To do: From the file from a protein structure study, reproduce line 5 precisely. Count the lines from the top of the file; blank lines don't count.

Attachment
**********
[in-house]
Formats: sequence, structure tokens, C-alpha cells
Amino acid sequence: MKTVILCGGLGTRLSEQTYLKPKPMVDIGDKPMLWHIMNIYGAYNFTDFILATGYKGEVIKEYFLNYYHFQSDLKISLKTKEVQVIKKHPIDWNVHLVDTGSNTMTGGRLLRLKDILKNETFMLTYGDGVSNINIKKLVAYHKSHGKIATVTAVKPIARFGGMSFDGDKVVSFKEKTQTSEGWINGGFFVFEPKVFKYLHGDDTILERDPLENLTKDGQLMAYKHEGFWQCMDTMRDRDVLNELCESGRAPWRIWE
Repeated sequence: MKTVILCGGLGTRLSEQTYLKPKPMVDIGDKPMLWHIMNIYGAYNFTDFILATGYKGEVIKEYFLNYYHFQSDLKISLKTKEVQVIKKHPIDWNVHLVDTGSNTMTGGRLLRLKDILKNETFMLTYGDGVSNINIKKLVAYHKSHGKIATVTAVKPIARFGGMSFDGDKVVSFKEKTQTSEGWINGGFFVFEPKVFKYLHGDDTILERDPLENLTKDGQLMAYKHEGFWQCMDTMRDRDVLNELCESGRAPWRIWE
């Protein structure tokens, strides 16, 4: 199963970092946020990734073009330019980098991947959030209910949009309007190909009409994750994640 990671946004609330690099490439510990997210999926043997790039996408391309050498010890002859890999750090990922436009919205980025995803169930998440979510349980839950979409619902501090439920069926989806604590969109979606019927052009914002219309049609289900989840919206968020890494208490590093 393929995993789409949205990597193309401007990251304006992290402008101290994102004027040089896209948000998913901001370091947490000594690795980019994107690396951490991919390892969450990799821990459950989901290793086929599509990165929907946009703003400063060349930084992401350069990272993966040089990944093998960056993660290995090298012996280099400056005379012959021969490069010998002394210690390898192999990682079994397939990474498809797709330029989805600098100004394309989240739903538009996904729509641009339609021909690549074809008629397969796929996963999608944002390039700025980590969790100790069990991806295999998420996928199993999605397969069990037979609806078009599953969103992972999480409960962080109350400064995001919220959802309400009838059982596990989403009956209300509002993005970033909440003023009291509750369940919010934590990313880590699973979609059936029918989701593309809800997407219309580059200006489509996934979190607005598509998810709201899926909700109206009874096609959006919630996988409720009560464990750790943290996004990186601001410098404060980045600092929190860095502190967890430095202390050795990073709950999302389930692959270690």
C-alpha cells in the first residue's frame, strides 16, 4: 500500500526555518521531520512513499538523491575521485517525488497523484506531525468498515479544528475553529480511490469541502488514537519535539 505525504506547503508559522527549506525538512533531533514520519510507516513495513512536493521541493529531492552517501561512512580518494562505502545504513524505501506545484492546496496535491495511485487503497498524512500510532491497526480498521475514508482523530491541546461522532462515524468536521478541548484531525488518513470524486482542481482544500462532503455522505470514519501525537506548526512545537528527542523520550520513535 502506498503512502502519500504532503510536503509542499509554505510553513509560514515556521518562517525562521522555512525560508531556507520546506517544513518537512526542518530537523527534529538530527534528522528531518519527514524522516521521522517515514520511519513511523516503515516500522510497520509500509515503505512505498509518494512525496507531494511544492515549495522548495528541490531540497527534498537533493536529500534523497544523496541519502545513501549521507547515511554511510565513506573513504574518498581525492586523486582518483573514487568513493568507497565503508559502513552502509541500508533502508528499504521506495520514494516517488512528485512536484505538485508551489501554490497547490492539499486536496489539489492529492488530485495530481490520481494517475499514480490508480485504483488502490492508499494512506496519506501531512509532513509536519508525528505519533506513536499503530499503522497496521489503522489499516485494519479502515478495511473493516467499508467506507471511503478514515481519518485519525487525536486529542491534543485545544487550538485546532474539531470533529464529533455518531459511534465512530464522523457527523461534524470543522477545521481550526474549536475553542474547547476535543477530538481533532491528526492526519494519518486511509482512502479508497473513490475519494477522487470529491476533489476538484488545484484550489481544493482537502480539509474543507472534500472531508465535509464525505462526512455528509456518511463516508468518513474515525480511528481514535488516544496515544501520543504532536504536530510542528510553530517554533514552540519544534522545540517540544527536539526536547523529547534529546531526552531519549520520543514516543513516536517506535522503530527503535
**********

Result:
């Protein structure tokens, strides 16, 4: 199963970092946020990734073009330019980098991947959030209910949009309007190909009409994750994640 990671946004609330690099490439510990997210999926043997790039996408391309050498010890002859890999750090990922436009919205980025995803169930998440979510349980839950979409619902501090439920069926989806604590969109979606019927052009914002219309049609289900989840919206968020890494208490590093 393929995993789409949205990597193309401007990251304006992290402008101290994102004027040089896209948000998913901001370091947490000594690795980019994107690396951490991919390892969450990799821990459950989901290793086929599509990165929907946009703003400063060349930084992401350069990272993966040089990944093998960056993660290995090298012996280099400056005379012959021969490069010998002394210690390898192999990682079994397939990474498809797709330029989805600098100004394309989240739903538009996904729509641009339609021909690549074809008629397969796929996963999608944002390039700025980590969790100790069990991806295999998420996928199993999605397969069990037979609806078009599953969103992972999480409960962080109350400064995001919220959802309400009838059982596990989403009956209300509002993005970033909440003023009291509750369940919010934590990313880590699973979609059936029918989701593309809800997407219309580059200006489509996934979190607005598509998810709201899926909700109206009874096609959006919630996988409720009560464990750790943290996004990186601001410098404060980045600092929190860095502190967890430095202390050795990073709950999302389930692959270690």